There is far more to Jack Yeats than meets the eye, and it is to be hoped that he will soon be recognised as deserving of a place in the forefront of Irish letters. In recent years, however, his greatness as a painter has eclipsed his writings and this work seeks to redress the position. John Purser brings a knowledge of symbolism and language used in the West of Ireland to his study, and with the aid of previously unused evidence and a new chronology, new interpretations are given for many of Jack Yeats's works and an overall pattern is revealed.
The religious imagery of The Careless Flower and The Amaranthers is developed, and the significance of the theme of inheritance in the latter work is brought out for the first time, allowing the two halves of the novel to be seen more clearly as an integrated whole. The Charmed Life is shown to have an underlying Faustian and Christian significance, related to the progress of Ireland as a nation, and Ah Well is interpreted as a remarkable fable of a kind of Eden in reverse. Harlequin's Positions is interpreted as a riposte to Shaw and an assertion of Ireland's need and ability to maintain her independence in the face of the approaching war, and La La Noo, The Green Wave and In Sand are seen in part as approving extensions of that theme.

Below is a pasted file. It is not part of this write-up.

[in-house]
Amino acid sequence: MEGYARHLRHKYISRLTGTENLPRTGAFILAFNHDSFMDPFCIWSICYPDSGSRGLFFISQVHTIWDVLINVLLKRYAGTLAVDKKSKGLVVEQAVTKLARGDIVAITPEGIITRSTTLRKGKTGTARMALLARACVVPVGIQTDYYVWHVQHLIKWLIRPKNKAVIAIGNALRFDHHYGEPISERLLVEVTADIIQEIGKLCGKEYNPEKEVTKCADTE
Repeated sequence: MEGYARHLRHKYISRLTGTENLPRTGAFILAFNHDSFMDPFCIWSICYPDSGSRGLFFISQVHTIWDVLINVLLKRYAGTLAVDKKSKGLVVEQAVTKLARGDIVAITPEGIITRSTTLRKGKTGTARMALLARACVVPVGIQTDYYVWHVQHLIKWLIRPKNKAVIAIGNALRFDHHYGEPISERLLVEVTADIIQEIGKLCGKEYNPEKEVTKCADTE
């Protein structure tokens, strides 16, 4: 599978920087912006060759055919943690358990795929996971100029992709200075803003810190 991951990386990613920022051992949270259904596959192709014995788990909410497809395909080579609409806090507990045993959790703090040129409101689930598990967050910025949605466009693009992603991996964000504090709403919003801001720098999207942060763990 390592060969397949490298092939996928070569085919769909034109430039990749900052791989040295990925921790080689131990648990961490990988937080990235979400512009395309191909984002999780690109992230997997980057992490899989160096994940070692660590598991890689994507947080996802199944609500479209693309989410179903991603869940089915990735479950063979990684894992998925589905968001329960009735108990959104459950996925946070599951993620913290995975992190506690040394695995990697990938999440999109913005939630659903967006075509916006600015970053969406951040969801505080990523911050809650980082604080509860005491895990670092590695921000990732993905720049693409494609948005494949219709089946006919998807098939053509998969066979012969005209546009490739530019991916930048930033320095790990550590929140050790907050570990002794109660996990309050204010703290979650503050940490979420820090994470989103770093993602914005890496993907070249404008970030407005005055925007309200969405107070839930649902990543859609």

As well as his father, major literary figures recognised his genius – Synge (who shared a journey and vision of Ireland with him), Joyce (who recognised a shared methodology), his brother (who knew that few would recognise Jack's genius, though he saw it himself), and Beckett (who learned much from him and wrote in profound admiration of The Amaranthers). One day John Butler Yeats's prophecy, 'Some day I shall be remembered as the father of a great poet, and the poet is Jack', will come true.More info →